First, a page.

How To Pick Friends To Hang Out With By Overriding Your "Maximizer" Instincts
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When it comes to making choices, some of us agonize over every minute detail to try to come to the best conclusion, while others find something they believe will be good enough and call it a day. Research is finding that these two approaches can have a noticeable impact on your life, even when it comes to how to pick friends and the imprint the opposing strategies can leave behind. So the next time you're trying to figure out who to spend your Saturday with? Well, here's what to do.

Science says there are two kinds of decision-makers: Maximizers and satisficers. Maximizers dissect every detail to find the best possible option that exists, while satisficers only browse their options until they find one that fits their needs, at which point they stop looking. It stands to reason that each could present its own benefits under certain circumstances; but when it comes to picking your friends, research says it pays to be a satisficer.

The study, published in the Journal of Personality and Social Psychology, involved college freshmen who had just gone through the rush process for their sorority or fraternity. It questioned their emotional experience and also determined whether they were a maximizer or a satisficer. They found that overall, satisficers were happier with the rush process and the sorority or fraternity where they ended up.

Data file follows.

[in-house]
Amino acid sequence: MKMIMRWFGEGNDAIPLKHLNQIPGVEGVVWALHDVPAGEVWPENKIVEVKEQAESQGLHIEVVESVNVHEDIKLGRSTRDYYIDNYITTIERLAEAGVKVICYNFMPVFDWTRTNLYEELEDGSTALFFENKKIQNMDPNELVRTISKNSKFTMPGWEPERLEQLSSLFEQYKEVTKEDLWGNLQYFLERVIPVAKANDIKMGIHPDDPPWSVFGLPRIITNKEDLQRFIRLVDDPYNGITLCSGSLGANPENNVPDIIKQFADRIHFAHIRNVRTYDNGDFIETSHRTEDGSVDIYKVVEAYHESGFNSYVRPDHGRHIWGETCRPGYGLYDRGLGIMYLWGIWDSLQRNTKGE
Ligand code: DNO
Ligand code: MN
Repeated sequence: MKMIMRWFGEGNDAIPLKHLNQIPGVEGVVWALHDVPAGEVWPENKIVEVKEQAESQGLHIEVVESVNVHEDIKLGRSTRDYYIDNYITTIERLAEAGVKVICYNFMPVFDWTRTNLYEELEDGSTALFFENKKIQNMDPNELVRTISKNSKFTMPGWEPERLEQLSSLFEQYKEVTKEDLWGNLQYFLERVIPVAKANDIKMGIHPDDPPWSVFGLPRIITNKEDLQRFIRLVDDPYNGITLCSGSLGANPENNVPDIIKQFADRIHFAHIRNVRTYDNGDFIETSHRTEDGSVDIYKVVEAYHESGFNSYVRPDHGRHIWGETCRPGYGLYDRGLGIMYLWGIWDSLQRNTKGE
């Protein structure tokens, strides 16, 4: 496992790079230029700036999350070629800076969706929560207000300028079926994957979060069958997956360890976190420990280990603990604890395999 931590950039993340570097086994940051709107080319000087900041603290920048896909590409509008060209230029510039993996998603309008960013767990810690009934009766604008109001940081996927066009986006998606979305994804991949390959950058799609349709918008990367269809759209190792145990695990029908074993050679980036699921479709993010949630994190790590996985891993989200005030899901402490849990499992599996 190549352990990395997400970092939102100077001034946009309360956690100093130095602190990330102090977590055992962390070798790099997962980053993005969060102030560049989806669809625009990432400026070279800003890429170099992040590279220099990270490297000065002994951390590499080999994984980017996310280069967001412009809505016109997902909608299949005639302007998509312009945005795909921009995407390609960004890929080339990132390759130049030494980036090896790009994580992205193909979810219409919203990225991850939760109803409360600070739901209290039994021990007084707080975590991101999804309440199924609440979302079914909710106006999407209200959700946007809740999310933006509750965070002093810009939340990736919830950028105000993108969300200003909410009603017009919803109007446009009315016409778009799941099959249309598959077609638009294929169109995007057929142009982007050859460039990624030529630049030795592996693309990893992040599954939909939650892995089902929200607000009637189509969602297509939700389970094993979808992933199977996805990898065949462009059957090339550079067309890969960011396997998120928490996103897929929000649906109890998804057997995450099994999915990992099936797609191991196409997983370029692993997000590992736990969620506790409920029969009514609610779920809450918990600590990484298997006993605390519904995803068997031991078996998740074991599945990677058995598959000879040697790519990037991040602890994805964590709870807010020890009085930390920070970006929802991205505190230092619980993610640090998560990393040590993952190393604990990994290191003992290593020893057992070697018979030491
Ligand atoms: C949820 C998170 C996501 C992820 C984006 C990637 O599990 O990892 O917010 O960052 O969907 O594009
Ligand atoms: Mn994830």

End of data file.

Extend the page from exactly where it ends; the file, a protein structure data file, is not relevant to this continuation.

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The same was true with the upperclassmen on the other side of the equation: Satisficers were more likely to report that they were still happy in the organization they chose, as well as with the new members they just introduced.

In yet another experiment, researchers found that participants who maximized while trying to find people to socialize with were less satisfied in life, and had more negative emotions and lower self-esteem. The more options they had, the worse it got, as they continued to maximize even more.

Other research into the art of decision-making echoes similar thoughts. Other scientific literature states that keeping your options open can make you less happy with what you eventually choose. In fact, the pressure you put on yourself to make the perfect choice can even mean that you never make a decision at all. Being a maximizer can lead to feelings of regret — and we know that regret can have all sorts of negative effects on your emotional and physical wellbeing.

Rather, you'd be doing yourself a favor to make a decision you can't go back on, and move on with your life. In the case of choosing friends to spend time with, this could mean finding people that demonstrate what's most important to you — honesty, kindness, and trust, maybe — and disregarding other details that might not really matter much.

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It's understandable to think, knowing all of this, that satisficers simply care less; but that's not exactly the thought process happening.

Instead, they merely have a set of requirements that their decision must fulfill; and once it does, they're satisfied to quickly make their decision and move on.

The good news is even the biggest maximizer can learn to be a satisficer, if that better suits a situation they're in. To be better at making decisions, first remember that you can't have it all, no matter how much time you spend analyzing the details. You will eventually have to pick something. Secondly, remind yourself that overanalyzing can confuse more than clarify. Your intuition can be just as good an ally in decision-making as painstakingly detailed assessment of your options. Third, don't put things off too long. Often, this can lead to someone making the decision for you, or your options simply being taken away.

While there are certainly reasons to prolong the decision-making process — maybe you need more information, for instance — don't let yourself get caught up in pesky details, because it could end up backfiring.